IT is Canada's mini-Middle East, a university with a diverse student body embroiled in emotional and sometimes violent debate that mirrors the tension thousands of miles away.
Life at Montreal’s Concordia University downtown campus has been in conflict since a pro-Palestinian movement took over the student government in 2000 despite numbering just a few hundred of the more than 26,000 students. But this year has been particularly tumultuous.
In September, dozens of Palestinian supporters rioted and forced the cancellation of a campus speech by former Israeli Prime Minister Benjamin Netanyahu.
Disciplinary hearings for 12 pro-Palestinian students involved in the unrest started Monday in private, with simultaneous, peaceful demonstrations outside by pro-Palestinian and pro-Israeli groups.
Jewish students complain of being targeted with threats and at least one assault. A few weeks ago, the student government froze the funding and activities of the campus Hillel chapter, which has gone to court seeking to overturn the action.
Some in the student government, meanwhile, accuse university administrators of taking a pro-Jewish bias to appease Jewish alumni who donate money.
Hoping to calm the campus, the university has appointed a special adviser to the rector to deal with the situation.
“Our motto is ‘Real education for the real world’, and I believe that's exactly what happens here – positively and negatively,'' Concordia's communications director, Dennis Murphy, said with an uneasy chuckle.
Those at the epicentre of Concordia's tension say it all comes down to personal ties to the Middle East.
“There's a lot of students who are actually from that region,'' said Ralph Lee, a vice president of the Concordia Student Union, the student government. “Some know people who died in suicide bomber attacks. You have Palestinian students who have cousins and brothers and sisters who have been shot and killed by the Israeli army.''
Or as Noah Joseph, co-president of Concordia Hillel, put it: “We're a microcosm of the Middle East at Concordia.''
Concordia is the most public example of political disputes that have been imported from around the world as the government broadened the immigrant inflow to this nation of 31 million people in recent decades. Many of the more than 200,000 let in each year have come from Asia, the Middle East and Africa after a mainly European influx earlier.
Canadian Jews say anti-Semitism is on the rise, citing fires and other vandalism at some synagogues and hostility such as comments in December by a Canadian Indian leader, David Ahenakew, that Hitler was trying to prevent Jewish domination.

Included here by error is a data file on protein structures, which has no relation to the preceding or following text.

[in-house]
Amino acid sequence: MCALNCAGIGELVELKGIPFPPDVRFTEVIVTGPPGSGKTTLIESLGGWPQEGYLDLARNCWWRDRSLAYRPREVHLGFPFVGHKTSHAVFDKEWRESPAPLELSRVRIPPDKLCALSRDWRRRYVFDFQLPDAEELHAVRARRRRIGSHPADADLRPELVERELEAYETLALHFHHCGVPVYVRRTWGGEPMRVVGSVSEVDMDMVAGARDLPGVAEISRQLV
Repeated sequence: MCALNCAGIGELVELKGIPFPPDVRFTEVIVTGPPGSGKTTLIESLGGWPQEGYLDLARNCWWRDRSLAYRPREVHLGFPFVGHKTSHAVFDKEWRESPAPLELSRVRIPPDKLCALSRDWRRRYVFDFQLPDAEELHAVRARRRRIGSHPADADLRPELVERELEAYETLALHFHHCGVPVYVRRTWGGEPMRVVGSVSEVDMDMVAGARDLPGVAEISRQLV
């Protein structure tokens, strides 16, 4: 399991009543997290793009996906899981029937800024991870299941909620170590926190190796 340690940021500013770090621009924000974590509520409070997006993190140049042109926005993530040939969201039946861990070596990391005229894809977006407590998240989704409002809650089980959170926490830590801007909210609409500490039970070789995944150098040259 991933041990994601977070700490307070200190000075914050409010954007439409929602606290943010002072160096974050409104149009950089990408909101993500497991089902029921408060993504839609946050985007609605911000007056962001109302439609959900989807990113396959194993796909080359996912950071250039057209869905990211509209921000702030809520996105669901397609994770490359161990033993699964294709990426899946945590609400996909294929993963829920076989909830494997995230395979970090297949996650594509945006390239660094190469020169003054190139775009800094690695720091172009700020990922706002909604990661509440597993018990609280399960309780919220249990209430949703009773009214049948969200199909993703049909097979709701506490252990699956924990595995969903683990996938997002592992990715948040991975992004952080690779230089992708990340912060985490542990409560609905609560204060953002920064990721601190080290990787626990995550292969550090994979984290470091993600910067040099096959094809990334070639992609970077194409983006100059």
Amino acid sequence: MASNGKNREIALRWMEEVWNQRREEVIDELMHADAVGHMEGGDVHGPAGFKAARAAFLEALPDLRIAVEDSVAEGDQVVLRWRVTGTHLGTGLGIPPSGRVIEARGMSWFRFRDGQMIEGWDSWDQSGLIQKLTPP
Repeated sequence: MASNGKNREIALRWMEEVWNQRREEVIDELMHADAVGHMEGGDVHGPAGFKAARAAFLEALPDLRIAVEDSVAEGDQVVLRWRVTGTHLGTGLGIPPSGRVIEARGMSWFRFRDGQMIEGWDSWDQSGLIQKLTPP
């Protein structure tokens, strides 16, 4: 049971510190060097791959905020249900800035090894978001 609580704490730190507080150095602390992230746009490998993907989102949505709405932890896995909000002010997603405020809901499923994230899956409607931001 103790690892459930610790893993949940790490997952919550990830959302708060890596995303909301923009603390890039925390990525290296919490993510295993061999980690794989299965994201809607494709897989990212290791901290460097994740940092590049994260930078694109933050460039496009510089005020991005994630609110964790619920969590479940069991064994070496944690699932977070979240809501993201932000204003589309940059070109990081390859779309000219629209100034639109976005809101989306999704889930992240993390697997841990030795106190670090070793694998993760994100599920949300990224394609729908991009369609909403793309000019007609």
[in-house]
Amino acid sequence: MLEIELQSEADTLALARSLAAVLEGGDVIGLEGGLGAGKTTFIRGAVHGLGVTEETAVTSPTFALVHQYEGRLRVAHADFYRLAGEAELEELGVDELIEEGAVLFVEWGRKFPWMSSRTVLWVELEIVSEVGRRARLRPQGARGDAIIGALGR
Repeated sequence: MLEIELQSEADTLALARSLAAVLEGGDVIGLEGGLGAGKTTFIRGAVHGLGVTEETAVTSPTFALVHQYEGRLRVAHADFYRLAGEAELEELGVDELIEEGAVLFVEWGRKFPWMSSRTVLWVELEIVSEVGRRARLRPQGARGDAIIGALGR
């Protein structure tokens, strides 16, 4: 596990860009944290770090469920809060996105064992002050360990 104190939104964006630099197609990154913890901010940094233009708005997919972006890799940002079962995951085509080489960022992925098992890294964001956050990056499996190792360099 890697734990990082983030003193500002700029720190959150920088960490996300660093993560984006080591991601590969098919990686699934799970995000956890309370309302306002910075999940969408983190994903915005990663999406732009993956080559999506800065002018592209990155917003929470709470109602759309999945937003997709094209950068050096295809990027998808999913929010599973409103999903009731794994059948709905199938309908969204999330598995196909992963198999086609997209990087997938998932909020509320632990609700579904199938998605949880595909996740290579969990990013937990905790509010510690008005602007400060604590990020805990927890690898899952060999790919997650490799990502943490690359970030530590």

Canadian Muslims complain of assaults and other harassment since the Sept. 11 terrorist attacks.
Concordia has almost 2,000 foreign students – about seven percent of the total – and large numbers of Canadians of foreign heritage. No figures are kept for diversity among the Canadian students, but a walk on campus finds a rich mix of cultures and ethnicities.
The origin of Concordia's welcoming admissions policy casts an ironic hue on current tensions.
Murphy, the school spokesman, said what is now the downtown Concordia campus opened its doors to Jews turned away by other Montreal universities in the 1930s. Decades later, the same openness brought more Arab-descended students as the university widened its recruitment.
Middle Eastern-related tensions on campus began to rise about the time of the latest Palestinian uprising in 2000. In student government elections that year, only 1,400 students voted and a leftist, pro-Palestinian group gained control, Murphy said.
Pro-Palestinian protests occur regularly. A demonstration against Netanyahu's planned speech on Sept. 9 erupted into fighting with police.
Lee, a Jewish student who is critical of Israel's treatment of Palestinians, called the speech a provocation by the Jewish community. Murphy and Joseph, the Hillel leader, allege the violence was premeditated.
Lee said it was “an unfortunate incident, but it's the exception and not the rule. And it's that exception in a strange way that makes Concordia, you know, Concordia.''
Joseph, however, said Concordia has become “an incredibly unpleasant environment for Jewish students.''
A group called Solidarity with Jews at Risk in Canadian Universities published large ads in major newspapers last month calling for more tolerance on campuses nationwide.
“The struggle between Israelis and Palestinians has created an atmosphere of intolerance that is pervasive and frightening for many students, especially Jews,'' the ad said.- AP
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